Observations were recorded according to code of drug and entered into Excel software.  One-way analysis of variance (ANOVA) was applied to detect the statistically significant differences between the mean values.  In case of significant difference shown by ANOVA, post-analysis variance (i.e. multiple range test) was applied to detect the statistically significant difference on various pairs of group means (21).  The analysis was done using STATA 6.0 intercooled version package.  After the analysis was performed, vials were decoded and results were accordingly interpreted.


Subjects of all the groups were age and sex matched.  Both objective and subjective criteria were tabulated for grading the subject responses to tactile sensation.  The objective criteria were primarily used for scoring and the subjective responses were utilized to decide the score only in equivocal situations.  A subject's request to repeat the test was interpreted as 'no score' and graded accordingly. 

In our study the onset of anaesthesia was quickest with 4% lignocaine in DW followed by 0.5% centbucridine in DW and then by 1% in DW (Table II).  With 1% centbucridine, the peak achievement and peak duration surface anaesthesia and also its maintenance for the longest period were supported by its highest score for depth of anaesthesia as well as depth of analgesia the corresponding values for 0.5% centbucridine in DW were lower, followed finally by 4% lignocaine in DW (Table II), with differences being statistically significant (P<0.001). Burning sensations were noted with all three drug solutions, the period of burning being longest (over 2 minutes) for 1% centbucridine drops in DW (Table II).  No other ocular and systemic side effects were noted with any of these drug solutions on single drop instillations.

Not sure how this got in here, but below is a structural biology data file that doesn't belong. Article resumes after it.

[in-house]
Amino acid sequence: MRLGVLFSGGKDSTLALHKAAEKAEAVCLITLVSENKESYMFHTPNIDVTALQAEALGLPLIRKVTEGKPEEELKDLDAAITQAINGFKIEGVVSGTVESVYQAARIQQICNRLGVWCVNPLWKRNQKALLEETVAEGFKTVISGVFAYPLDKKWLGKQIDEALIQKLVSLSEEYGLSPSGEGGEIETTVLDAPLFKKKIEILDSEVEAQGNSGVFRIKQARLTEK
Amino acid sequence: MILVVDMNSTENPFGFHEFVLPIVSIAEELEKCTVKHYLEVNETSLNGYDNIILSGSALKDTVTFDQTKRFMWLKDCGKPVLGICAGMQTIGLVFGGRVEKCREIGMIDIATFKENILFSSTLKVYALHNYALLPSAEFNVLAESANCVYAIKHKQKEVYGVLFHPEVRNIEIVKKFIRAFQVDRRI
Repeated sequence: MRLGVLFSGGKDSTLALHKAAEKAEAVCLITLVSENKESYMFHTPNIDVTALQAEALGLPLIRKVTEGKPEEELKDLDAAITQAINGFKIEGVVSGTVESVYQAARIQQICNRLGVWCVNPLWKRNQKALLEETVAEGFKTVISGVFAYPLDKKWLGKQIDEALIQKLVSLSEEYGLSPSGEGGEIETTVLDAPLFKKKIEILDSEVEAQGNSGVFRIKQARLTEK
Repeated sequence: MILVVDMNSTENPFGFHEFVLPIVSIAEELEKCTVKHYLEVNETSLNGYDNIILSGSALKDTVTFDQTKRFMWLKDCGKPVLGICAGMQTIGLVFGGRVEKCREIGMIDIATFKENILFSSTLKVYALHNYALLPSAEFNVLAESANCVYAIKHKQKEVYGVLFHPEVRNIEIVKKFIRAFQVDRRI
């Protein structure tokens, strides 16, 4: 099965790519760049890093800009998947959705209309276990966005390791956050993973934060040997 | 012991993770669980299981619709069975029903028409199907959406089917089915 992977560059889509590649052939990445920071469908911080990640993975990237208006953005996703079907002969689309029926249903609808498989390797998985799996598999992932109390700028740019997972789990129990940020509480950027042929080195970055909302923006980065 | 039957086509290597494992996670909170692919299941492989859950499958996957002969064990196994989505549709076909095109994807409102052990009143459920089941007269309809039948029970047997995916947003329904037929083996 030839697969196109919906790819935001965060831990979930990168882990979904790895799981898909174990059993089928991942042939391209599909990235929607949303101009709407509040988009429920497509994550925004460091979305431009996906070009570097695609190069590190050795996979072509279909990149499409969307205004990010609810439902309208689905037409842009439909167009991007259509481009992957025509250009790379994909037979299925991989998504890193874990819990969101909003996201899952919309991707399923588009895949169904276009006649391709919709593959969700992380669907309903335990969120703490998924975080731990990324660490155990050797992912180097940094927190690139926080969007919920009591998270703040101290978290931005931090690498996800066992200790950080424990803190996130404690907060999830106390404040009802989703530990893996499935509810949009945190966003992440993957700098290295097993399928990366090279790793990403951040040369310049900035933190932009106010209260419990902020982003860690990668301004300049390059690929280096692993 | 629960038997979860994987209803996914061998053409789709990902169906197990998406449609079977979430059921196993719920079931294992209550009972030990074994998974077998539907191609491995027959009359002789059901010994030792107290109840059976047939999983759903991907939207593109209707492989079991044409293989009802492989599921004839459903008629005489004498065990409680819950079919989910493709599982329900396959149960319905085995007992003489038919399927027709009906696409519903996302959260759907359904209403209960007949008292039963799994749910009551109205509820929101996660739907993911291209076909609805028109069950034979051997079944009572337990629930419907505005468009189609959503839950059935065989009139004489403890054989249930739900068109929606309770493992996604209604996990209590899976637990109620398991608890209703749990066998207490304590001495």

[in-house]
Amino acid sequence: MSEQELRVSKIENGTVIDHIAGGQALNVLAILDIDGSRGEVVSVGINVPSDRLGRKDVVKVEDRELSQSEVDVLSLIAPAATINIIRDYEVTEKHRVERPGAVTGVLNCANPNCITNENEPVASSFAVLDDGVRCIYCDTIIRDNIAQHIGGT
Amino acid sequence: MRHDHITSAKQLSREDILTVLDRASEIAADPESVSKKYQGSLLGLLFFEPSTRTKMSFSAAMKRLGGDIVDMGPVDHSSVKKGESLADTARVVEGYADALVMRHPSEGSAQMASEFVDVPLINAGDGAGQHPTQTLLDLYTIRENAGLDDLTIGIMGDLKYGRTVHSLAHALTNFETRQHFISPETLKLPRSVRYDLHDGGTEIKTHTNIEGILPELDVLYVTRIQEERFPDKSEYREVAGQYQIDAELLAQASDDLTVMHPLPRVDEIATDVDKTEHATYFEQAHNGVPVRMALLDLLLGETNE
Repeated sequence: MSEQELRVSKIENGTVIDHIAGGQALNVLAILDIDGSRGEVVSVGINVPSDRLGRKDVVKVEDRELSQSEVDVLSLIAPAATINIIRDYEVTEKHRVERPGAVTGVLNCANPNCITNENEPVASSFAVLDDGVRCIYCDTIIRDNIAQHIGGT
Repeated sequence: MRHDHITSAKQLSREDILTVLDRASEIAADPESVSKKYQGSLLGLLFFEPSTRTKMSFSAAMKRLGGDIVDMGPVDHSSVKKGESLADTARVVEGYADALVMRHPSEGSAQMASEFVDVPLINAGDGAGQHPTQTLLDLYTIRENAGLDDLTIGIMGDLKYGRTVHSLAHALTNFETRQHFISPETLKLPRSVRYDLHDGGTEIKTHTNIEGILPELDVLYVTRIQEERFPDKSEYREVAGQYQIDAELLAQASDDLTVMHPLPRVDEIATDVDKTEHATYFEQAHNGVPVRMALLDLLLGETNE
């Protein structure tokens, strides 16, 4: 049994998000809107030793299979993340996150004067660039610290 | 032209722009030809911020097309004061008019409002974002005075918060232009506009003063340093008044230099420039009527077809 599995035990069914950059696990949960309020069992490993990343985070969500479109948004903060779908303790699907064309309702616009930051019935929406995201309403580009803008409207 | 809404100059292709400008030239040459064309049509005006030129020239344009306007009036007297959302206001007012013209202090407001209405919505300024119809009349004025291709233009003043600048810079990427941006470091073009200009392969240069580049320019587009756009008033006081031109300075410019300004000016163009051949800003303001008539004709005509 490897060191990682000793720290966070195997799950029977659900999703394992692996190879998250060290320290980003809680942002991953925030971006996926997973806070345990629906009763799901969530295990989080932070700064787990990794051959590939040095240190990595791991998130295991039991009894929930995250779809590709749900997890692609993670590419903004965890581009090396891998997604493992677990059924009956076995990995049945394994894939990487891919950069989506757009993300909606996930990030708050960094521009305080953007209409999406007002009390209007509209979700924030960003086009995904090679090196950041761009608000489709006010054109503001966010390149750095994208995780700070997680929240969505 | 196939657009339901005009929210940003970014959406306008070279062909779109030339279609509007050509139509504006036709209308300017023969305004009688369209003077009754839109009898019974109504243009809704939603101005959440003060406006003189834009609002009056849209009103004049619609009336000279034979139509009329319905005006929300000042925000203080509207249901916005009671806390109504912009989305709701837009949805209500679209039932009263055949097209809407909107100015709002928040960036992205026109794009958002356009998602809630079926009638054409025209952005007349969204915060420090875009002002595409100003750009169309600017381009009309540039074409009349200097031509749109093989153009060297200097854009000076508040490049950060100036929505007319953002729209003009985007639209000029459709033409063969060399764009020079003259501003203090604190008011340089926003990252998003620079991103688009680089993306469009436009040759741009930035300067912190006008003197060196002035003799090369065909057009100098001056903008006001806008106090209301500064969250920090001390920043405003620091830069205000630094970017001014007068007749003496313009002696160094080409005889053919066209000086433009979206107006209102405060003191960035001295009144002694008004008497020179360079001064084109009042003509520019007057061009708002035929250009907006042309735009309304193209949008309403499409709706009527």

Table II

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Table II: Ocular surface anaesthesia efficacies of centbucridine 0.5% & lignocaine 4% drops.



The testing for the effect of any anaesthetic agent calls for a safe, objective and standardized method in clinical situations which can give reproducible results.

Anaesthesiometers have disadvantages of stimulation of pain receptors along with the touch receptors and the fact that their higher stimulus strength can cause corneal epithelial abrasions, thus obviating its use in clinical situations (17, 22).  Therefore, cotton wisp was used as a suitable and adequate stimulus to test corneal and conjunctival tactile sensations, and subject responses were graded rather than grading the stimulus.  The non-contrasting background rendered the cotton wisp less noticeable, and bringing in the stimulus from a non-seeing to a seeing area further helped.

The qualities of an ideal ocular surface anaesthetic agent (so important for many ophthalmic procedures), include : good epithelial penetration good potency, satisfactory onset of action, short latent period, no secondary effect on pupillary size and intraocular pressure, no tissue allergic reaction, no systemic toxicity, no inhibition of healing process, good solubility in water and saline, a pH close to that of tears, easy sterilization, chemical stability in solution, and preferably low cost (18, 23, 24).  At present no drug fulfils all these diverse criteria, indicating the need of a continuous search in this regard.